16

I have to choose one of the following books, and I didn't find many reviews besides the comments on the Amazon pages (which are mostly positive):

  • Programming Microsoft ASP.NET 3.5 --- by Dino Esposito (Microsoft Press)
  • Professional ASP.NET 3.5: In C# and VB --- by Bill Evjen, Scott Hanselman, Devin Rader (Wrox)
  • Programming ASP.NET 3.5 --- by Jesse Liberty, Dan Maharry, Dan Hurwitz (O'Reilly)
  • Pro ASP.NET 3.5 in C# 2008, Second Edition --- by Matthew MacDonald, Mario Szpuszta (Apress)
  • ASP.NET 3.5 Unleashed --- by Stephen Walther (Sams)
  • ASP.NET 3.5 Website Programming: Problem - Design - Solution --- by Chris Love (Wrox)

Can the owners of those books recommend one of them, considering my needs of learning:

  • data binding from various sources (including generic collections, not only datasets from SQL Server with or without stored procedures),
  • choosing the most adequate way of displaying various data in tabular format (including master-details in the same table, if possible),
  • the basics of custom controls,
  • the basics of master pages.

Also, if those topics are more detailed in other books, please give me a hint.

Environment: ASP.NET 2.0+, C# 2.0+

8 accepted

I own

  • C# 2.0 (Liberty)
  • Pro ASP.NET 2.0 (Wrox - evjen, hanselman, etc),
  • .NET Framework 2.0 MCTS 70-536 (MS Press)
  • ASP.NET 3.5 Unleashed (Walther)

In my experience the Unleashed and Jessie Liberty's series' are more useful than the WROX and MSPress because they better explain the practical application of the concept being discussed.

Wrox books tend to be more encyclopedic and canonical, lacking the "Now what do I do with it" knowledge.

MS Press was ok, but had Mucho typos and the practice exams supplied with the book had at least 6 bad questions and would not provide me with a corrected practice test.

@jfar - I agree to a point, but these books are thick and sturdy enough to make fine monitor risers. =)

5

I strongly recommend "Pro ASP.NET 3.5 in C# 2008" 2nd Edition by Matthew MacDonald and Mario Szpuszta. This is (far and away) the most complete treatment of the subject in book format.

4

I disagree with you jfar. Online resources are great for reference and for a quick code snippet, as well as to keep you up-to-date (through blogs). But when it comes to learning the basics, in a structured, didactic way, nothing can replace books (except courses).

Regarding the original question, if a book has 4 1/2 or more stars at Amazon, with a few dozen reviews, it's a safe bet. O'Reilly, Wiley and Wrox books are usually very good (Apress books, OTOH, could be great or not so great). Try to read the "Who is this book for" section that most books have in the preface, to see if you fit the intended audience, and go for it. The "Look inside" feature at Amazon is also great.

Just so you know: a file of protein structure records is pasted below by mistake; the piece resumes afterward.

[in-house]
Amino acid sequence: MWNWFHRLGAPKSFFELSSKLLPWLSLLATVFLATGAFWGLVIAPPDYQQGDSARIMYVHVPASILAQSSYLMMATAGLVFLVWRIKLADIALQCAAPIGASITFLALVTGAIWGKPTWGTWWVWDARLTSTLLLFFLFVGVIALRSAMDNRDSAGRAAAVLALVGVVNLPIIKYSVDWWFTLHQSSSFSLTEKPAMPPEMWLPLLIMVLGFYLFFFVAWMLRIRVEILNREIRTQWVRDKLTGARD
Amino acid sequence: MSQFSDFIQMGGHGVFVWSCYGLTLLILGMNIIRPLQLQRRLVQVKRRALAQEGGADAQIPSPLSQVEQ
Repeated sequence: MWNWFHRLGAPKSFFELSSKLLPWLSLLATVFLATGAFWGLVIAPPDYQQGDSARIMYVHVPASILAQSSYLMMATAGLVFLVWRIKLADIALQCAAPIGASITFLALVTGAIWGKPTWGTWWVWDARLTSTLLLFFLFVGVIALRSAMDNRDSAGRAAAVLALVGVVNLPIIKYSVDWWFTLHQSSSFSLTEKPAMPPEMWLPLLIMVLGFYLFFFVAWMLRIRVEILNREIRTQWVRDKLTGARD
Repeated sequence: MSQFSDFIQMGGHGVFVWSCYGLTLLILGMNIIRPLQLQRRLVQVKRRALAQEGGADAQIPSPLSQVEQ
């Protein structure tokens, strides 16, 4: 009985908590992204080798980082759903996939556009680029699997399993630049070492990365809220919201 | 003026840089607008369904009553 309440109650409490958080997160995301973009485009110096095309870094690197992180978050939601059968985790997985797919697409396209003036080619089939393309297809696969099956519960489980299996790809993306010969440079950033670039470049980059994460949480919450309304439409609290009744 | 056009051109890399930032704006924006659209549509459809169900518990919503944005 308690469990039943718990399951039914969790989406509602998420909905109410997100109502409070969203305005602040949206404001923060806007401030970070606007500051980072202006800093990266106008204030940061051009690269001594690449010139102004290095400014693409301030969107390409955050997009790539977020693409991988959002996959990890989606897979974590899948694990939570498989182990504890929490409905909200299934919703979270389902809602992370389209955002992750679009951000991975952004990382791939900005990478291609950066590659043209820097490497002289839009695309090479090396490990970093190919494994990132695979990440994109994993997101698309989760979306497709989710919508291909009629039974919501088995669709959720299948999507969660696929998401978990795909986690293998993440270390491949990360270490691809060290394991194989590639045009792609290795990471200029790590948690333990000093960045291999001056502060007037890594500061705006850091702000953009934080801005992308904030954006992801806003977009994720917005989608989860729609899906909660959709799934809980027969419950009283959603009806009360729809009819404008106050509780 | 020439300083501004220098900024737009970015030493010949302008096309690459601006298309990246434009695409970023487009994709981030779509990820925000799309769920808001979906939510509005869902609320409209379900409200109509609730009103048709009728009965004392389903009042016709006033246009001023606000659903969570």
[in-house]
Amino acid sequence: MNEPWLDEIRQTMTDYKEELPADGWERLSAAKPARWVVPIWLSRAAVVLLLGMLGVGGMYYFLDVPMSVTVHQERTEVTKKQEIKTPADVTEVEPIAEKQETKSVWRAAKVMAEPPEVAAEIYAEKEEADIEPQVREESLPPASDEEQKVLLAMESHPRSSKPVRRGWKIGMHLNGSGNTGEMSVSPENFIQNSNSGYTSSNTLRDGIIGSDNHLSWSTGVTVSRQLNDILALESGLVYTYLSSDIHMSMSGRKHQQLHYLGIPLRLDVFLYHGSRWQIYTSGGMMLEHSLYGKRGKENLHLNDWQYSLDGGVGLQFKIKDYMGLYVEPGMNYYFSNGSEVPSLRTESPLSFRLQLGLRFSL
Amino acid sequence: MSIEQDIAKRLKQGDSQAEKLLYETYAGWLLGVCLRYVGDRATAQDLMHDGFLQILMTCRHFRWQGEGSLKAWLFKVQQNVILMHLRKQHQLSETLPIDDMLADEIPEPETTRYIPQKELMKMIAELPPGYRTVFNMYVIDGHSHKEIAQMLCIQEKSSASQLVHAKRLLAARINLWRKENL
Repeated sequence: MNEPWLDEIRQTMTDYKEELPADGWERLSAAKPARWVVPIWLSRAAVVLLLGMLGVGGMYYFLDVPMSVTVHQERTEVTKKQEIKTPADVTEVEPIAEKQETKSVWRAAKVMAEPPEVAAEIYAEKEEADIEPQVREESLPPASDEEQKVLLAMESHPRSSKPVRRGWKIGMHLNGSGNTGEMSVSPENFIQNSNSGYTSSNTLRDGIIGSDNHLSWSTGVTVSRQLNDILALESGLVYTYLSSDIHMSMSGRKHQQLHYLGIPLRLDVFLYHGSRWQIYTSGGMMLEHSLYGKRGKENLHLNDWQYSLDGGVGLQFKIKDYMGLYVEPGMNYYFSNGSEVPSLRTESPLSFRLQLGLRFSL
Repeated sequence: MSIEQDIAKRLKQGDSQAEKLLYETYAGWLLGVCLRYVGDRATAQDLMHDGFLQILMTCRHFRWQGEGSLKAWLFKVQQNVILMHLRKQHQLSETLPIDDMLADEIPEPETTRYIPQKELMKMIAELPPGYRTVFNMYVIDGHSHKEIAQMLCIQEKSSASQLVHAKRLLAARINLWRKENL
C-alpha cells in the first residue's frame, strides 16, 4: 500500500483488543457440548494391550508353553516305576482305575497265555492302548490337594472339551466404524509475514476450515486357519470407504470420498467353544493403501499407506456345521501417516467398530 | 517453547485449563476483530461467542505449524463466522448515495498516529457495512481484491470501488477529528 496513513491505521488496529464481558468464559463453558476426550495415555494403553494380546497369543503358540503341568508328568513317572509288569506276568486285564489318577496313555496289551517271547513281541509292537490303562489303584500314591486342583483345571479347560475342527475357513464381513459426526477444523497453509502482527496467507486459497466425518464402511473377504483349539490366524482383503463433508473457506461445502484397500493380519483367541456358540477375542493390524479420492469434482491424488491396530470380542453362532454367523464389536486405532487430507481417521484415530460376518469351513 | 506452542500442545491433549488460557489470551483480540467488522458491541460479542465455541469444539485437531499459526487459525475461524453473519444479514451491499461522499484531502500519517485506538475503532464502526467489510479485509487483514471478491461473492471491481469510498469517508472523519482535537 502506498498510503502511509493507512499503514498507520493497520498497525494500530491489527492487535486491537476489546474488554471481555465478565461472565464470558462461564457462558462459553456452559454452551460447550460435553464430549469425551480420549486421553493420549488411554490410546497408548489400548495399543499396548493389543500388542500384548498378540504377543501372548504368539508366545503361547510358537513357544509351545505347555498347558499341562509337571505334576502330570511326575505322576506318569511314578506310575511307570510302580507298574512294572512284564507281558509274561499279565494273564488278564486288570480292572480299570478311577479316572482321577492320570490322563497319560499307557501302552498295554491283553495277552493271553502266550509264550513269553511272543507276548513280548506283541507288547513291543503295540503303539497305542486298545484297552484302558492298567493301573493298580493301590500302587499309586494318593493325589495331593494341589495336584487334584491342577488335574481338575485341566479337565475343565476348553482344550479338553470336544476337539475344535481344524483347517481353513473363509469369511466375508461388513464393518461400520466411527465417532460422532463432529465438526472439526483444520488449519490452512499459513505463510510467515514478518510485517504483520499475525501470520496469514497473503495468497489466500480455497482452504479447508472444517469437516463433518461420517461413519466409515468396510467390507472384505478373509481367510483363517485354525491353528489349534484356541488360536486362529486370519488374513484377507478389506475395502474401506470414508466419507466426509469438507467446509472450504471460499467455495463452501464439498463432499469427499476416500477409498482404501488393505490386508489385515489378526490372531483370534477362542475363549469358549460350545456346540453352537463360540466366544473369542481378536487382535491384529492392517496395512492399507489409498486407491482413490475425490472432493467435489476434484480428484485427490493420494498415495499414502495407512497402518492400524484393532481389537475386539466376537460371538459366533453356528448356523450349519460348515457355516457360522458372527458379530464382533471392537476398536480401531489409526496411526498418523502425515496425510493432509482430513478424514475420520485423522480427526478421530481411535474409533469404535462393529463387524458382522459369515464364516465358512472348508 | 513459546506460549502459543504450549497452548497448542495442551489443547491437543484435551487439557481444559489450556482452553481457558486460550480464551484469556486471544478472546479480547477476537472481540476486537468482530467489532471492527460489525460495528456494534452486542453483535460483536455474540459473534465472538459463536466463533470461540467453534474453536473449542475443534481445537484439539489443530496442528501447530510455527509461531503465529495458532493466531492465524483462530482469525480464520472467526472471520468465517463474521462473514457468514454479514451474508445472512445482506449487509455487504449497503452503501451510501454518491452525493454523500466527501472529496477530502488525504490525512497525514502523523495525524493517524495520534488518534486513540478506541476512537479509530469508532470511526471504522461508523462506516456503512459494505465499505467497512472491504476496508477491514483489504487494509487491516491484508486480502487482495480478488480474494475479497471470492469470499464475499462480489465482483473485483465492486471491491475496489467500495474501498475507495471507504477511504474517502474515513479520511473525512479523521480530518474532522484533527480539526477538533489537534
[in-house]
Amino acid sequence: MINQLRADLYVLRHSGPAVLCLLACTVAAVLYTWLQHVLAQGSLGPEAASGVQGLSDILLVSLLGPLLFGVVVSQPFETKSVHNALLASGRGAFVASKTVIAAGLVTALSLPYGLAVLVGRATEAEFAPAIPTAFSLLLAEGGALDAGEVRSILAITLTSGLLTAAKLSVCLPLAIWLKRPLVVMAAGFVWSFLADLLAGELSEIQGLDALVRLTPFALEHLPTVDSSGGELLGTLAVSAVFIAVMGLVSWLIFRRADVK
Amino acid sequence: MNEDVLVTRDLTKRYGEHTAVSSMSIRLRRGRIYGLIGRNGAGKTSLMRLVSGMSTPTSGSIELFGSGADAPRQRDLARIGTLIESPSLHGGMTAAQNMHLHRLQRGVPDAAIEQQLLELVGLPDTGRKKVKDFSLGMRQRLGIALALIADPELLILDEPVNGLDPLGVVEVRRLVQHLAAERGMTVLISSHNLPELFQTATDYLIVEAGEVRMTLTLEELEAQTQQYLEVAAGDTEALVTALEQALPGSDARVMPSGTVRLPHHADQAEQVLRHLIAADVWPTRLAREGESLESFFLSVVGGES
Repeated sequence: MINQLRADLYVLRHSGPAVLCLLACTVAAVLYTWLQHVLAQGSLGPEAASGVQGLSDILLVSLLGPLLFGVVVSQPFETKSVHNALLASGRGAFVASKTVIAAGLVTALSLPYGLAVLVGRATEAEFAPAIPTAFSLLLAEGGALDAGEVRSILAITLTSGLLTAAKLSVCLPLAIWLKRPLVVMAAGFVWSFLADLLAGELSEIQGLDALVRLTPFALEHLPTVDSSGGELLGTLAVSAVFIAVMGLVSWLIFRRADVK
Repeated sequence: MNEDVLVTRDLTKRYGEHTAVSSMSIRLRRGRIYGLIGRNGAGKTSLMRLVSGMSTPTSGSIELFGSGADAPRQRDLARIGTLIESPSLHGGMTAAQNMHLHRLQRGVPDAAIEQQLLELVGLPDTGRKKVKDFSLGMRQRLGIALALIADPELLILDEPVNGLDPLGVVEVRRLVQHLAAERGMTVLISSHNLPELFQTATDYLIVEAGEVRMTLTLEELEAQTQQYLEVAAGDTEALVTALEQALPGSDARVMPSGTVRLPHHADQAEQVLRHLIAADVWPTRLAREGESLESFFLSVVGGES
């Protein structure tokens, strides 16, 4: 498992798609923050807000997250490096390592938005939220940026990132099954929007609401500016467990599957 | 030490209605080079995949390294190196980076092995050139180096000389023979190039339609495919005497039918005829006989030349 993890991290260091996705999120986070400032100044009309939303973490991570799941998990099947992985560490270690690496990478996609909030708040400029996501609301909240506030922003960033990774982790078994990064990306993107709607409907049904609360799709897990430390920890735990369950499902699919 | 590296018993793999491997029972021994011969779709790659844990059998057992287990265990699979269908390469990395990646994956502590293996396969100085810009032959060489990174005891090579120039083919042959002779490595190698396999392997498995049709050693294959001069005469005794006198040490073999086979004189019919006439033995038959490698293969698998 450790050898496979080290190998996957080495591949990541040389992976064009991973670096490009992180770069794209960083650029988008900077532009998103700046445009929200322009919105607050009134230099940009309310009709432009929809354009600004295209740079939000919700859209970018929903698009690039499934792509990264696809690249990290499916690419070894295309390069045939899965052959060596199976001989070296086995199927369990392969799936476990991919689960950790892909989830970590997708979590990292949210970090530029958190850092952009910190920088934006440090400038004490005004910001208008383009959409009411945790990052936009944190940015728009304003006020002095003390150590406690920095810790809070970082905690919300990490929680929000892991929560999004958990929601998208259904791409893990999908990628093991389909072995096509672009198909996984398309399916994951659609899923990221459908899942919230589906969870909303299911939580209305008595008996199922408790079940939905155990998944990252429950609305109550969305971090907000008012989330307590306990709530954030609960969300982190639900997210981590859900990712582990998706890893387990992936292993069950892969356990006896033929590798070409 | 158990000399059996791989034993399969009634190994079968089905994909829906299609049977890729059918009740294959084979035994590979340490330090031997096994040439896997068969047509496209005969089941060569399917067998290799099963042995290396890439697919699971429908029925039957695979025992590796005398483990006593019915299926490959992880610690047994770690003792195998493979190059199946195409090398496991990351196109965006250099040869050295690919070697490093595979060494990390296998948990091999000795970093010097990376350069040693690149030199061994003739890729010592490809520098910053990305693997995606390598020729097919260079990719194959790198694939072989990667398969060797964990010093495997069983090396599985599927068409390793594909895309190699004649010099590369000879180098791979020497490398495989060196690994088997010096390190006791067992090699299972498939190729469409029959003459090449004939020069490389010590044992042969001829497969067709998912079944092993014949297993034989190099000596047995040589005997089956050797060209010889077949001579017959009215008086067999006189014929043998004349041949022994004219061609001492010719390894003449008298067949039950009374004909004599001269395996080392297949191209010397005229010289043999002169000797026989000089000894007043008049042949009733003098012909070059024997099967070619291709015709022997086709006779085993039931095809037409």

3

I don't own any of these... but I want to say, that you can't go wrong with O'Reilly and Jesse Liberty.

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3

Another vote for the Professional ASP.NET 3.5: In C# and VB - by Bill Evjen, Scott Hanselman, Devin Rader - book. It's very easy to read and clear code samples. Looking forward to the MVC book scott and co have been working on.

2

If you're picking a book as a learning guide, rather than as a reference, I would heavily weigh whether the books contain excercises, self-quizzes, and projects. In learning a new area, the more the author(s) help in terms of practical exercises to work through, the better. They're all sure to have examples, but examples don't get you to apply what you've learned in a constructive or critical way. You're also better to pick up on a subject when you're given an opportunity to try to apply what you've just read in some sort of meaningful way.

While not always true, Wrox titles tend to have more pedagogy built in than Oreilly in terms of excerises and projects (IMHO). Again, not always true, and certainly not true for the Oreilly Head first series, but that's been my impression.

I would consider these aspects as well when deciding on a text.

2

I'm currently reading "Professional ASP.NET 3.5: In C# and VB - by Bill Evjen, Scott Hanselman, Devin Rader". It's a very good read and the code samples are great. It's definitely one of the best tech-books I've read.

I should add that another thing I like about it is that while most books just tell you how to do something, this book actually gives you some guidelines and best practices, so you're not completely on your own with figuring out when to use all the features you learned.

1

If your environment is both .NET and C# 2.0 those books might contain information about C# 3 and .NET 3.5 that isn't relevant to your environment.

Also I'd forgo the books entirely. When I started learning .NET again I completed most of the "needs of your learning" with online articles just fine. The books I do have never really tackled the specific problems your talking about. Instead they just contained boilerplate examples without any regard for typical website requirements.

"Drag datasource control here, drag datagrid here, right click... yadda yadda yadda..."

For example here is an article about nested repeaters, and a great one about content/master page interaction.